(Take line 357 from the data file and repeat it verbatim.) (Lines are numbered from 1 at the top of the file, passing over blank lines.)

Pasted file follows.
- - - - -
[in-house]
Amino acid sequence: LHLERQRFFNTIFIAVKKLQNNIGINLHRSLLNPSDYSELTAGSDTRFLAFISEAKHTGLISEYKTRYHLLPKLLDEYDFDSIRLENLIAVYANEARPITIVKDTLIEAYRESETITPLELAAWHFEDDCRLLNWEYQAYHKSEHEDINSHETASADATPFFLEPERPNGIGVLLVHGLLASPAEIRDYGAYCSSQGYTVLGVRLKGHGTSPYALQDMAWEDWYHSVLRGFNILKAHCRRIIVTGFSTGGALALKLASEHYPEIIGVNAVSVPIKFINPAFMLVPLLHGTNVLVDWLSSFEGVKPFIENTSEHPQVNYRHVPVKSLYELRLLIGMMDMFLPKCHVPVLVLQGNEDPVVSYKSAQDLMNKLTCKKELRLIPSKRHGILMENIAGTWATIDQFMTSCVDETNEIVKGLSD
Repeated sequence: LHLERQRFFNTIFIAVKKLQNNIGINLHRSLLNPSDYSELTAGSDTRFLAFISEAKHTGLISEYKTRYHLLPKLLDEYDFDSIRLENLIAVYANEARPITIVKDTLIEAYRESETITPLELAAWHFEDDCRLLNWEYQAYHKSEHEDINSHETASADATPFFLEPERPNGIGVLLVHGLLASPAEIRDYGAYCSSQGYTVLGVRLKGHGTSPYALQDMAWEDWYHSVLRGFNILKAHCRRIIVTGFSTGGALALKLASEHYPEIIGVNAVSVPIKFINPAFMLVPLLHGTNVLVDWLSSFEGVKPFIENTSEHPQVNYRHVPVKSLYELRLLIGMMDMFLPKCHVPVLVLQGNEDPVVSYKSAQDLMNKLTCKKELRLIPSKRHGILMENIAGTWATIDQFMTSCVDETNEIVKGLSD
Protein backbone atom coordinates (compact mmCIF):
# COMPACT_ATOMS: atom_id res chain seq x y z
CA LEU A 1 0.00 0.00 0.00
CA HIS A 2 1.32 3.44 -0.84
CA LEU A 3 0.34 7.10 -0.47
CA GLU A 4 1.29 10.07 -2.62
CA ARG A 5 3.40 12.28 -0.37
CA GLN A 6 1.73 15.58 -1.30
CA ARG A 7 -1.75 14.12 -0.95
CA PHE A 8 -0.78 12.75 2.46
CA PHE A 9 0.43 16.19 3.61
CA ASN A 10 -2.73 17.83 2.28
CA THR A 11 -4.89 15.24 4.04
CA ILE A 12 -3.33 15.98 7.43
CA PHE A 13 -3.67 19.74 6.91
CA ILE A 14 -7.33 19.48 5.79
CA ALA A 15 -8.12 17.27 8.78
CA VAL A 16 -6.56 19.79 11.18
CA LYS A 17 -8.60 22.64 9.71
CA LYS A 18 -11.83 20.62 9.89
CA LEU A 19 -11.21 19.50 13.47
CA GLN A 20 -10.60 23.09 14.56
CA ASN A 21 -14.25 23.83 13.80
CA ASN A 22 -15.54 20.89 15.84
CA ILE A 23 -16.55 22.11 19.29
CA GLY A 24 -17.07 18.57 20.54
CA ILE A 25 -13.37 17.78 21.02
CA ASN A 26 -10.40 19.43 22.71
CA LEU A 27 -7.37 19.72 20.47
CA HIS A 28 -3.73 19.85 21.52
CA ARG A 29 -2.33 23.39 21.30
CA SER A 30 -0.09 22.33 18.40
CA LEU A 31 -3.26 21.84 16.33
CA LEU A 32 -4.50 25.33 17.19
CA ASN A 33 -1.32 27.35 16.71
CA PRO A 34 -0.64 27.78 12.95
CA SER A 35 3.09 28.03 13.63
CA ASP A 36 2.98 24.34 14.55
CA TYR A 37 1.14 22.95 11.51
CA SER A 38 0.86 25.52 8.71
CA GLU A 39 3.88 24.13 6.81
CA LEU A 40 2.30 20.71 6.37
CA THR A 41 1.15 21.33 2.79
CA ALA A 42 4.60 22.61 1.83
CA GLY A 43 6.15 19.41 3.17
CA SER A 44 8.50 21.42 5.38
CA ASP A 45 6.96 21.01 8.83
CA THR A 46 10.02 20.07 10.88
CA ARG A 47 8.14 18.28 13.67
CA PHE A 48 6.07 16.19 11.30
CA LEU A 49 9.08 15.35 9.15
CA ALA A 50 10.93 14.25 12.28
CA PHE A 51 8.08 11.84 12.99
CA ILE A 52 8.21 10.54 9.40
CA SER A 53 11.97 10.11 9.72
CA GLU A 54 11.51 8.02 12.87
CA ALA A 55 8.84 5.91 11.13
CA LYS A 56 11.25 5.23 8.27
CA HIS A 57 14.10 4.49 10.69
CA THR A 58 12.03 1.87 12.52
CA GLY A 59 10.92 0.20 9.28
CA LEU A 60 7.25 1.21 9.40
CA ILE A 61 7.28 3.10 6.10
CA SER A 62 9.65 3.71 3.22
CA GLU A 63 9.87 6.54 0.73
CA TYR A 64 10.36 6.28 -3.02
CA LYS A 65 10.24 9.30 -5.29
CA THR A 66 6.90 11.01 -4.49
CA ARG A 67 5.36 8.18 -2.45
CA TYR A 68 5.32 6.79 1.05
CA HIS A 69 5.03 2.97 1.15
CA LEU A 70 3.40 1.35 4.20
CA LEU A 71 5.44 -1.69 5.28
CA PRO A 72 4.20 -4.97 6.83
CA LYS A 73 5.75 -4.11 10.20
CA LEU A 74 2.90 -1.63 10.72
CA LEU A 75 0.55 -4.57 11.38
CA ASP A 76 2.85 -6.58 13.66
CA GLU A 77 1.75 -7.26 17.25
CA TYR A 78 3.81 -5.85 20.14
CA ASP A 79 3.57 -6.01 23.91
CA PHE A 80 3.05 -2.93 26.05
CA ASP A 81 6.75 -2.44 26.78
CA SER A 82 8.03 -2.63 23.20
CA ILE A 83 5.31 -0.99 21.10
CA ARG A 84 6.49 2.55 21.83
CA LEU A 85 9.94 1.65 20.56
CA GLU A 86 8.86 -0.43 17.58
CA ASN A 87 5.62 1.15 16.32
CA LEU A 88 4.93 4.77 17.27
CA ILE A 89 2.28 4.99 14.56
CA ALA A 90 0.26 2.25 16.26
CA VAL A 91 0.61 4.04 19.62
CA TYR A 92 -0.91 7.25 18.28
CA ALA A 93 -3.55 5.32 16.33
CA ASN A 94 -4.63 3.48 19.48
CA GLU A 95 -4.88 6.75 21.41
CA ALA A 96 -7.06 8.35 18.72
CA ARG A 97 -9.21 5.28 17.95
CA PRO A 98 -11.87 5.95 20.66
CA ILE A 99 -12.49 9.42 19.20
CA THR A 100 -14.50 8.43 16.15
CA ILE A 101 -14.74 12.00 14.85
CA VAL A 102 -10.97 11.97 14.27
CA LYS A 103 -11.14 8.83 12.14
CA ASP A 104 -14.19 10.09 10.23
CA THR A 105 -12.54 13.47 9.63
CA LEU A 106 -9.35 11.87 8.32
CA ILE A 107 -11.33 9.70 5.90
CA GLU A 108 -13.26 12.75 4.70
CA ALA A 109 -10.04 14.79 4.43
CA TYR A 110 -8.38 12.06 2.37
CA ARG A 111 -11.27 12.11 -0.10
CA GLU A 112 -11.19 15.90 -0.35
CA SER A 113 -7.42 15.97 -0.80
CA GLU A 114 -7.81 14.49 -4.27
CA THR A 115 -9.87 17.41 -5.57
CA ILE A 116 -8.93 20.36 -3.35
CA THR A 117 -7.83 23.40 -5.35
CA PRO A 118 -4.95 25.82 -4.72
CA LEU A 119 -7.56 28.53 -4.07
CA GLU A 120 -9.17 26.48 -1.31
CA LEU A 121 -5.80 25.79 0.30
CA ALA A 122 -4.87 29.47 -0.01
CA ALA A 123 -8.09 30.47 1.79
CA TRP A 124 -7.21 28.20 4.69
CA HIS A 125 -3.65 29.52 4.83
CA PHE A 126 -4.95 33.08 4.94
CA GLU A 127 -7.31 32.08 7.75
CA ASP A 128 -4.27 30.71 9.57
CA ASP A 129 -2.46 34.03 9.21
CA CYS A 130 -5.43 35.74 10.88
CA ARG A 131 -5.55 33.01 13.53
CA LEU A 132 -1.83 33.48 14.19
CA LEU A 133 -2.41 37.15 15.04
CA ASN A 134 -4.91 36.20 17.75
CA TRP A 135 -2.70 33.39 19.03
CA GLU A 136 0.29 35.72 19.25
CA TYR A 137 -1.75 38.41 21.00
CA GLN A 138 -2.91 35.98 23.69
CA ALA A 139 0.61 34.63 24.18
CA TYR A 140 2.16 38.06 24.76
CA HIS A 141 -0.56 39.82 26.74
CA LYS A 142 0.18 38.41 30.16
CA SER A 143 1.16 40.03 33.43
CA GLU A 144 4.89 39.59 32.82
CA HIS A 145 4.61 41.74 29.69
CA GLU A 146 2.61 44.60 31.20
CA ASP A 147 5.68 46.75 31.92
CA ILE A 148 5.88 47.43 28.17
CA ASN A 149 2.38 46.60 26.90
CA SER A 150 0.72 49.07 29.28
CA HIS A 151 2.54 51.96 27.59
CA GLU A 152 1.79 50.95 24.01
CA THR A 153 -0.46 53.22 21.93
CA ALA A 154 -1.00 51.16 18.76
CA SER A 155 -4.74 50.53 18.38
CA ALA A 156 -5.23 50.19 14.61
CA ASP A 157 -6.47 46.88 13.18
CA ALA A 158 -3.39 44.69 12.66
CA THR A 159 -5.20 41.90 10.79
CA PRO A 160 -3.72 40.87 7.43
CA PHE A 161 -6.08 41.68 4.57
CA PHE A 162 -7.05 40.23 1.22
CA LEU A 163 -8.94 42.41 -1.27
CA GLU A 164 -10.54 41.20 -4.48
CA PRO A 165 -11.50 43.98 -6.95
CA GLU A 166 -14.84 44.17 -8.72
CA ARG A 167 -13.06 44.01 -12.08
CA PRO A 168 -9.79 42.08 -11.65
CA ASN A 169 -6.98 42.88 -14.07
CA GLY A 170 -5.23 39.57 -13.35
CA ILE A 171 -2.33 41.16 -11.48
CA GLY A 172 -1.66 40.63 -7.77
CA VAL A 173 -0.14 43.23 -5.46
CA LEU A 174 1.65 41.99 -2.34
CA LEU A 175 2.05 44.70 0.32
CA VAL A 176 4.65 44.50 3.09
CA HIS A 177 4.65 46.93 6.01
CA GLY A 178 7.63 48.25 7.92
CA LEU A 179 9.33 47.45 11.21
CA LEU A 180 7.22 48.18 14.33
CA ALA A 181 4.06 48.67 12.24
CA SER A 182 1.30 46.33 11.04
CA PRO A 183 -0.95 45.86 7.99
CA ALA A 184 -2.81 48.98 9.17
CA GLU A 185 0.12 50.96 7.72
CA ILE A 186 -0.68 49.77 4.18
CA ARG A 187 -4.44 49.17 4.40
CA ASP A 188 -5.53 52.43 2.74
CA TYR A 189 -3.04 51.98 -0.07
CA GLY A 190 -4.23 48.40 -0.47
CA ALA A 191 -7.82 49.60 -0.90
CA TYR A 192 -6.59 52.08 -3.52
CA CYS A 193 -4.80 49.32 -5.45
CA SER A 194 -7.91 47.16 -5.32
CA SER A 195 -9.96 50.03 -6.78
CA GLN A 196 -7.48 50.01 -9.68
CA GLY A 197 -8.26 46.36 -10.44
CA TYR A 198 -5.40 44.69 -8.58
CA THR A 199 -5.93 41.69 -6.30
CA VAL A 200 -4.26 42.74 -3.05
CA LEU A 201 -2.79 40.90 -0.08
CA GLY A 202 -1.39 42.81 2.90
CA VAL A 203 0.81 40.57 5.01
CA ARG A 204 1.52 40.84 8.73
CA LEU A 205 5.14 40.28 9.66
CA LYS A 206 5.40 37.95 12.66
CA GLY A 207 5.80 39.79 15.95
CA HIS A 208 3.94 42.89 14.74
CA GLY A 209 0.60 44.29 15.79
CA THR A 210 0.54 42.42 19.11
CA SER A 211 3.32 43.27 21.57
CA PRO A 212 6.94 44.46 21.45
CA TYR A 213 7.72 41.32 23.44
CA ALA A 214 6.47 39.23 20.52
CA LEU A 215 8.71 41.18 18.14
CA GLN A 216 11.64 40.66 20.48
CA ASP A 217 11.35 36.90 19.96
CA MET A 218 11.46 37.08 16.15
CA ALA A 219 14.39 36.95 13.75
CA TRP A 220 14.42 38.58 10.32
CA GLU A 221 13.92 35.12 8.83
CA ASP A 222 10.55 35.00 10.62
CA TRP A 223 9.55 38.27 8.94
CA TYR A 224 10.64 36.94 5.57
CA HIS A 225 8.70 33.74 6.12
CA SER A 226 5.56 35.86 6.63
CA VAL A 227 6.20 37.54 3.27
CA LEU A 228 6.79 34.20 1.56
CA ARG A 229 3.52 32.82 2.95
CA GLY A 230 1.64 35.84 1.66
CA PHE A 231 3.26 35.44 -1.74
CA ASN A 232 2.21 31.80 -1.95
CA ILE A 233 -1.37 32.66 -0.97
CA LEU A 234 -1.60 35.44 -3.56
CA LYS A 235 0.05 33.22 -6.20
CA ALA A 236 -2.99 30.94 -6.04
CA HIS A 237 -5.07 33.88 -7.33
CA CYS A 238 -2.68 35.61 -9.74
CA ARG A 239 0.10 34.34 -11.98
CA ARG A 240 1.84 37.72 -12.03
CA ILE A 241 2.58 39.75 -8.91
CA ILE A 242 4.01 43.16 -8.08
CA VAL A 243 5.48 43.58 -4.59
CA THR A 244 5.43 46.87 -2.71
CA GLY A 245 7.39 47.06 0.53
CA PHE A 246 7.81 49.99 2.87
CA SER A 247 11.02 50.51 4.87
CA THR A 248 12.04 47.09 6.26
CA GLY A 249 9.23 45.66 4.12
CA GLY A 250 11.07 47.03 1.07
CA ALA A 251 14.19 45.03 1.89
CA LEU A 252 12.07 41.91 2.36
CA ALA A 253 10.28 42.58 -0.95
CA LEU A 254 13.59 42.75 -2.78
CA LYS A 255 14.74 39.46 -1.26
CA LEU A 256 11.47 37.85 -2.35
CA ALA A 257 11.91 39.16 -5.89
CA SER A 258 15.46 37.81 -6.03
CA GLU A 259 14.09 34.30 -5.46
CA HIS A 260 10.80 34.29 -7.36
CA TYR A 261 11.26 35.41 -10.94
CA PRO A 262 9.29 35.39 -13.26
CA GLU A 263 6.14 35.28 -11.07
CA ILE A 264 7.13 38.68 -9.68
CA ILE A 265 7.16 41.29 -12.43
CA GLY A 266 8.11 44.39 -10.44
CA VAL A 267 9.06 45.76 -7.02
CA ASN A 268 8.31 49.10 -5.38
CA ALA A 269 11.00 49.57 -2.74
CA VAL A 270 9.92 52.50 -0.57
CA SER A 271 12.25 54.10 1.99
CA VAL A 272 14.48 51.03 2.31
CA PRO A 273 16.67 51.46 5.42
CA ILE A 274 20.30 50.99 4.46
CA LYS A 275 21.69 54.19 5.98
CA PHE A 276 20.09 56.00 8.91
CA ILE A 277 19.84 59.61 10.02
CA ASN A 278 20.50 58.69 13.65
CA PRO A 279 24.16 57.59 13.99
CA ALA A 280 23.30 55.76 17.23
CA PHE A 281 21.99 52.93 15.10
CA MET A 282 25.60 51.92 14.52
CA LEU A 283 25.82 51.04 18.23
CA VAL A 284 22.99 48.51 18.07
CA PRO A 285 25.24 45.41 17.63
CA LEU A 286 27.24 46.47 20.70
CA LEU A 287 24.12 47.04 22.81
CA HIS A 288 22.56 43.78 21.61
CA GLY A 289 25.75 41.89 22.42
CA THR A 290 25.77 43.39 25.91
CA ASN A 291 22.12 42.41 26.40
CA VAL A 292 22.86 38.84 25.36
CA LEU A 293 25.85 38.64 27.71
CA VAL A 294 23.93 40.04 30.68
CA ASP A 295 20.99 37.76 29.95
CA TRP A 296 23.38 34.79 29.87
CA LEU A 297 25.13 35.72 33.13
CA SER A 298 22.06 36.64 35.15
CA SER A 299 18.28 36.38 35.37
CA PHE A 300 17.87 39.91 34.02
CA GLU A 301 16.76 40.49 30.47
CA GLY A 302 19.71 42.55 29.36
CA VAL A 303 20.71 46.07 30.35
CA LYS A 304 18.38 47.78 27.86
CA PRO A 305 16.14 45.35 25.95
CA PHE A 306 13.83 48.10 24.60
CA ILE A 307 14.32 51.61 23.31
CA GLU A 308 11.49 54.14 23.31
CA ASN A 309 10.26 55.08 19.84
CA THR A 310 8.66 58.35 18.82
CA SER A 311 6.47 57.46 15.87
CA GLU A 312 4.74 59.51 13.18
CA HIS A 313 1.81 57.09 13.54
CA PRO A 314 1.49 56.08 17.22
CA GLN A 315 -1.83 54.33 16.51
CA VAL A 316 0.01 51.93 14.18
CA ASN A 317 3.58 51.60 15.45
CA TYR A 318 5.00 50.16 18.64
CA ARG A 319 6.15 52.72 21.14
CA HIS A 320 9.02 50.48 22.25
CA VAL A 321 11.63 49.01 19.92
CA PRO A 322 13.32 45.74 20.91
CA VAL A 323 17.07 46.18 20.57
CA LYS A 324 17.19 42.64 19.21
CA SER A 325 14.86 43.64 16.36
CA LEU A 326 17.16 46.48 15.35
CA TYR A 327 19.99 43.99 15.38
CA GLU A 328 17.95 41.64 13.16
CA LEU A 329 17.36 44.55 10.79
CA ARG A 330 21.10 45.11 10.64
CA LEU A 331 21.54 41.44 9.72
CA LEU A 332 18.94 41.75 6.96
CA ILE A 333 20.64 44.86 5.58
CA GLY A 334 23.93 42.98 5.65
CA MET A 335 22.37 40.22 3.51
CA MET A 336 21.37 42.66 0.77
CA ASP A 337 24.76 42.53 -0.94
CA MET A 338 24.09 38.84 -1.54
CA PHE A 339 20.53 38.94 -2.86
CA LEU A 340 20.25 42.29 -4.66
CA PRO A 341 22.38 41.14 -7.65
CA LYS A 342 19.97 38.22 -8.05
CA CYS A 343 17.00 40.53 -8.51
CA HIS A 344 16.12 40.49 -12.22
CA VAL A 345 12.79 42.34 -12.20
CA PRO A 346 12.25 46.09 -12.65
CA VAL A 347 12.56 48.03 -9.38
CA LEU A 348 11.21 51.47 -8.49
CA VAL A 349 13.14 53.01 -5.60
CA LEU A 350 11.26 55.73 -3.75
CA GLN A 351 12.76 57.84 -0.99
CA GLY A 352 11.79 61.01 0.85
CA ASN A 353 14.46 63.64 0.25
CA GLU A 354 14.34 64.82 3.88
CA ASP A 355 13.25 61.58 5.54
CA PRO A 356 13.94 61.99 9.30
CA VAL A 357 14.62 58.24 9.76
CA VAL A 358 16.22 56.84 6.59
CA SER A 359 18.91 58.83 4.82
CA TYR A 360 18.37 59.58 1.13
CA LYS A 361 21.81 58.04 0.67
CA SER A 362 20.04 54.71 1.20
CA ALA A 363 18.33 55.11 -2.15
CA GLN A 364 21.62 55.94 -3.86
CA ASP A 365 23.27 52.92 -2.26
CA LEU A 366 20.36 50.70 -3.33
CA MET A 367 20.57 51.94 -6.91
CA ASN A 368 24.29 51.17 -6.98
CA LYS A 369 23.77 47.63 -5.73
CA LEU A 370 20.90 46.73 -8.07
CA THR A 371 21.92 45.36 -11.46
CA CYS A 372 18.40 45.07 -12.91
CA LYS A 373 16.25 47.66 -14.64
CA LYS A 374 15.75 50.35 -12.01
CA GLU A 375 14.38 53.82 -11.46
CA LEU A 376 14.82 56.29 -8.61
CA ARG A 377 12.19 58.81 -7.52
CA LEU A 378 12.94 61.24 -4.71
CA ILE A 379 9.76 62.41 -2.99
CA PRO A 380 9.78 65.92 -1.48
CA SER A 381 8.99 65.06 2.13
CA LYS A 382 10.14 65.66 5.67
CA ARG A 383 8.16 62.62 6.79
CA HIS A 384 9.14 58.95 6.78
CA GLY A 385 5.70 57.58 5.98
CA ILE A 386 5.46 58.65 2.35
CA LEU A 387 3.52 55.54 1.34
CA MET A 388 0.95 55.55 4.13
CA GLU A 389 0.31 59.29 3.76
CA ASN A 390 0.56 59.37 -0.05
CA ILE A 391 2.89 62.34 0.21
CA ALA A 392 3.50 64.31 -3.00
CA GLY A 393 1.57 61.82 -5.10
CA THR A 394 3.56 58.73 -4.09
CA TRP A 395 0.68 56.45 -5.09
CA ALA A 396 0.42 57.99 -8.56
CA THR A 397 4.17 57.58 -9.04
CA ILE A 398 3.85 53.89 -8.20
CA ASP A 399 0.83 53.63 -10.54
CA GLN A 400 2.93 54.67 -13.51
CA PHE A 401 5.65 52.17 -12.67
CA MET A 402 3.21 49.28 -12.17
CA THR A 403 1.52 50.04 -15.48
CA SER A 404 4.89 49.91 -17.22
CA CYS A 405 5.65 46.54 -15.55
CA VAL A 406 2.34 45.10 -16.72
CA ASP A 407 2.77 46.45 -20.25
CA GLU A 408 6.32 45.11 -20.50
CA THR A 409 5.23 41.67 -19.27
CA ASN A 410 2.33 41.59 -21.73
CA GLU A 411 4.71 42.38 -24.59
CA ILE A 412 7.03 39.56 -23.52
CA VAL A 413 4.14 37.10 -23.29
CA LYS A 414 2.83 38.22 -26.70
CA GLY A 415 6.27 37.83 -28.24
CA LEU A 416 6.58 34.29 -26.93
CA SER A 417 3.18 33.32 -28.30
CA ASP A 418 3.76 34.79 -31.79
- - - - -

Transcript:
CA GLY A 352 11.79 61.01 0.85